LIMA, Peru — Nearly a century after a Yale professor became the first foreigner to reach the Inca citadel of Machu Picchu, Peru is asking Yale to give back artifacts he took.
Hundreds of the ceramics and human bones dug up by expeditions led by Hiram Bingham between 1911 and 1915 went on display at the university's Peabody Museum in late January.
"The government appreciates the exhibit as a way of projecting Peruvian culture, and we are seeking an accord that will permit the return of these cultural assets to Peru," Deputy Foreign Minister Manuel Rodriguez said Wednesday.
The Peabody Museum's Web site says the artifacts became part of its collection "by agreement with the Peruvian government."
The government permitted Bingham to take the relics with him, "but the temporary character of the loan was never discussed," Rodriguez said.
He said Peru has been discussing the issue with the school and described initial talks as "very positive and constructive."
The Incas ruled Peru from the 1430s until the arrival of the Spaniards in 1532, constructing incredible stone-block cities and roads and developing a highly organized society that extended from modern-day Colombia to Chile.
The Incas abandoned Machu Picchu around 1545, as Spanish soldiers began to conquer their empire. Residents fled to the Inca capital of Cusco or to the surrounding jungles to survive.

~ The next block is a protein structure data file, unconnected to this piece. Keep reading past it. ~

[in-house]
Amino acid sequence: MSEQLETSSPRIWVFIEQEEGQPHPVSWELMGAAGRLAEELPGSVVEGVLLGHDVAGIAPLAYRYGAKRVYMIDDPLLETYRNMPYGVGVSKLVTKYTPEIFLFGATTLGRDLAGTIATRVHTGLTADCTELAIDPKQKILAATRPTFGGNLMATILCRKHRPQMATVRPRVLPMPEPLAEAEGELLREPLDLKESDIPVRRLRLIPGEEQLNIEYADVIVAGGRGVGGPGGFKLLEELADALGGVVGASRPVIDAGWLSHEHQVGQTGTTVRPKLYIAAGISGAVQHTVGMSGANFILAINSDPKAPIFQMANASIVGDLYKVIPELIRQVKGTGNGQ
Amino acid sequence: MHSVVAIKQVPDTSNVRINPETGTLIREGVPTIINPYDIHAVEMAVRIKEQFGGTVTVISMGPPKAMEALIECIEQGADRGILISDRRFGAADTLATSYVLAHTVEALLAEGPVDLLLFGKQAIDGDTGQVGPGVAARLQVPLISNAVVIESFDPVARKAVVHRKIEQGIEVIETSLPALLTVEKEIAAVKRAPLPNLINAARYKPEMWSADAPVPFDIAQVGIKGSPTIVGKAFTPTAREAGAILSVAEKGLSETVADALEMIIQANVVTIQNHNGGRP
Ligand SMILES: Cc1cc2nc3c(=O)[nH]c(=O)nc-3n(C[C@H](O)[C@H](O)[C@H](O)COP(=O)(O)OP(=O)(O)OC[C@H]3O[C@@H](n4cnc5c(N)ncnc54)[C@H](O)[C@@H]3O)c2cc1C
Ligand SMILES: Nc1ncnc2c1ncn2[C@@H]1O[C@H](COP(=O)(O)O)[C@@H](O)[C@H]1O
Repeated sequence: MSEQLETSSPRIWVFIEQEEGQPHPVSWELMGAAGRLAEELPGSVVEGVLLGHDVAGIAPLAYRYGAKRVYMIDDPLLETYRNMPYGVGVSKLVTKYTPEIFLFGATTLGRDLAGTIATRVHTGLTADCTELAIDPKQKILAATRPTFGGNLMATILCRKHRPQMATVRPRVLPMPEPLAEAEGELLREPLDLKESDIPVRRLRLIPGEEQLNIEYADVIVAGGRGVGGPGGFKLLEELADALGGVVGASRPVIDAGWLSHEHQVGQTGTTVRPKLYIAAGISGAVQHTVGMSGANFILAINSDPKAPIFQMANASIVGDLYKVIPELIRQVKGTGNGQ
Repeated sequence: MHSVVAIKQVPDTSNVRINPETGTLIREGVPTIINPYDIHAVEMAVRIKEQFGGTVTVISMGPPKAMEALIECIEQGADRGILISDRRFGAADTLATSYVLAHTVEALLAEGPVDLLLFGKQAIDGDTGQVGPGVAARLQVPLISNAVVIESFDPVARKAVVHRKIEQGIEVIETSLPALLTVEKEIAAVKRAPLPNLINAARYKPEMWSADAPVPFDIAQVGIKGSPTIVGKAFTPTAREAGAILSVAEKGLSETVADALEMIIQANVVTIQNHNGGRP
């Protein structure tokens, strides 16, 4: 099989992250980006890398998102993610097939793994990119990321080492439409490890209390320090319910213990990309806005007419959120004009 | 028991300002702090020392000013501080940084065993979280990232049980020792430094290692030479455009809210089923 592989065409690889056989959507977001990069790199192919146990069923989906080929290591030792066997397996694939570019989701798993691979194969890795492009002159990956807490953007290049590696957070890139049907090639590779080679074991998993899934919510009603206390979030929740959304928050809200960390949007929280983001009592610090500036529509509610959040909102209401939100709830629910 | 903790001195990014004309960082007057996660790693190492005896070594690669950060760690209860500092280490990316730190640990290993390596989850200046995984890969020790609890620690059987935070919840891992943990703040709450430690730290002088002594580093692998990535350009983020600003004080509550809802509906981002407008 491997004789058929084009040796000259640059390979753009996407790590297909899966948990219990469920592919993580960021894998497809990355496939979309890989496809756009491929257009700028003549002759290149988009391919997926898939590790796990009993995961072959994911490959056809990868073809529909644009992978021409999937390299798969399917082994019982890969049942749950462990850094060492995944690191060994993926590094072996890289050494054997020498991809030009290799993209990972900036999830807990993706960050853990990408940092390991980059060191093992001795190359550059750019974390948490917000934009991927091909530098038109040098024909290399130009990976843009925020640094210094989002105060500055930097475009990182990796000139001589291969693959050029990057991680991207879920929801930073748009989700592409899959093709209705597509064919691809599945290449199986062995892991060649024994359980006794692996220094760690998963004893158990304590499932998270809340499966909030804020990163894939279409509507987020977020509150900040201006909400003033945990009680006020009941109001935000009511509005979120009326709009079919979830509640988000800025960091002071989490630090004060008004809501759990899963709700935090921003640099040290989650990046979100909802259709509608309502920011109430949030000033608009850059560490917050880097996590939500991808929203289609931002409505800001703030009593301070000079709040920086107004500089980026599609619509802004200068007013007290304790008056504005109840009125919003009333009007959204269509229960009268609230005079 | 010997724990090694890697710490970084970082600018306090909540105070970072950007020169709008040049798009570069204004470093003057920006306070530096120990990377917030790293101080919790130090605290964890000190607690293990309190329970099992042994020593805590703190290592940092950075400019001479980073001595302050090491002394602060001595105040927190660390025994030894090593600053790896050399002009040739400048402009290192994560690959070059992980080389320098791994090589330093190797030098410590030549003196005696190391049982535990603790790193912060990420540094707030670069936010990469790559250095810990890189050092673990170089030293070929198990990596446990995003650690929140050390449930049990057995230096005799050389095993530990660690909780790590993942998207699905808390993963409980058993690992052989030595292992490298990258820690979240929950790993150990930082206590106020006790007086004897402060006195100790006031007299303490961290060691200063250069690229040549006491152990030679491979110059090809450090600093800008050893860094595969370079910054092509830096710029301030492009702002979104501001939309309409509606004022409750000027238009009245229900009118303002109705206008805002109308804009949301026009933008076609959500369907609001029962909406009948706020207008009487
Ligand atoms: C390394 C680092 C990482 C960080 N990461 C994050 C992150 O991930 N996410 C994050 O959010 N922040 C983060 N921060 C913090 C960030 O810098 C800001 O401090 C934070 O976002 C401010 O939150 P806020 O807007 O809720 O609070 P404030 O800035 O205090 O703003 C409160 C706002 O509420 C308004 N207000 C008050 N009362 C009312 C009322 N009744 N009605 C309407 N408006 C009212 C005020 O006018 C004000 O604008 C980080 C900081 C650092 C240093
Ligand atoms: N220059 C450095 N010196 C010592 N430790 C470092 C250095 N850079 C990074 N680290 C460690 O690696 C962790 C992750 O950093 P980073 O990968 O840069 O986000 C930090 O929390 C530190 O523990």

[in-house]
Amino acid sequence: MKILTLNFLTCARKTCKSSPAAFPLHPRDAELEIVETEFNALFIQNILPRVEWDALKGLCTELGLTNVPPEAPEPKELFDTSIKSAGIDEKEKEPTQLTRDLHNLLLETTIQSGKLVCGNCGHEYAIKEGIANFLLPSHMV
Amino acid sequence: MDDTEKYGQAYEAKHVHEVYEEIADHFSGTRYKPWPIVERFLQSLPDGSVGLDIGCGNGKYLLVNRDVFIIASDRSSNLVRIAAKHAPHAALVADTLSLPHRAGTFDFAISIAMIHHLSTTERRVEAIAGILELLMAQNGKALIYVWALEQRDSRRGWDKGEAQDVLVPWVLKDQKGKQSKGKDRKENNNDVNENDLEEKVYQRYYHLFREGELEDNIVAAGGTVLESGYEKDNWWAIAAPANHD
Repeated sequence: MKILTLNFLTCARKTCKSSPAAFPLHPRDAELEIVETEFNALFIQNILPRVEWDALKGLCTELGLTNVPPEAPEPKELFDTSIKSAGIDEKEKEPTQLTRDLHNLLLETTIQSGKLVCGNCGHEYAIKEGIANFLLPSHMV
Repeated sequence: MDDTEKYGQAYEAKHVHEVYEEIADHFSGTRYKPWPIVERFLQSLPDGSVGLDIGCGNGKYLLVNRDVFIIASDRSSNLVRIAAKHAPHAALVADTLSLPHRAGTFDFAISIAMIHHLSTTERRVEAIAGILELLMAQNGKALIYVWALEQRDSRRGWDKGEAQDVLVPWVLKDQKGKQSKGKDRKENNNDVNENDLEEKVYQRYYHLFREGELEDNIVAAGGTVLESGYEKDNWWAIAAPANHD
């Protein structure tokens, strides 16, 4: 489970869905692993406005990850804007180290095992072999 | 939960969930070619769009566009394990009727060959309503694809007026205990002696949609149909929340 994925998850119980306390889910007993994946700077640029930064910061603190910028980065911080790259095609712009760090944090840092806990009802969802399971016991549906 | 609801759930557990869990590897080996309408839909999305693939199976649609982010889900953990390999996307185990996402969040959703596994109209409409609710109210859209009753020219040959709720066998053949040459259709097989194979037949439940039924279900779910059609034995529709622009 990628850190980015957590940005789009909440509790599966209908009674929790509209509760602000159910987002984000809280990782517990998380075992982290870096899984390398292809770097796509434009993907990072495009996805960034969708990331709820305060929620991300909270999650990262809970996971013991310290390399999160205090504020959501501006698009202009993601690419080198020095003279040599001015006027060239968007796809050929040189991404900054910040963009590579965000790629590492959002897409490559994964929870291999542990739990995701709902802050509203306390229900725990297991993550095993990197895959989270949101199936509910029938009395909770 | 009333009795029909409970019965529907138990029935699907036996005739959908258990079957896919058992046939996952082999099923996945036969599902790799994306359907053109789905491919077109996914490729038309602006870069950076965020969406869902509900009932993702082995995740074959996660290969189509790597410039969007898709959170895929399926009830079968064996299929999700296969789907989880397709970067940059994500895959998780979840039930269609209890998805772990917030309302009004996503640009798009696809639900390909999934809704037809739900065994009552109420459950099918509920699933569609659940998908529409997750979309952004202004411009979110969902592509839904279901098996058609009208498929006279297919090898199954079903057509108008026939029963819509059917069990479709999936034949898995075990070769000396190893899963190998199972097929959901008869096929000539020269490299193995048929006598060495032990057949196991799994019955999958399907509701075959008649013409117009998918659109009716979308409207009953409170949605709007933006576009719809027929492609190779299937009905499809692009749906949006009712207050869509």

Bingham led three trips that uncovered the majority of the artifacts discovered at Machu Picchu. The objects, found in burial chambers, shed light on the sophisticated and diverse life the Incas enjoyed before the Spanish conquest.
The partially reconstructed ruins, 310 miles southeast of Lima, are South America's top archaeological site, drawing 300,000 foreign visitors each year.
The Machu Picchu exhibit runs through May 4 at the Peabody Museum and then travels to Los Angeles, Pittsburgh, Denver, Houston and Chicago over the next two years. Rodriguez said the Peruvian government does not plan to try to stop the exhibition.
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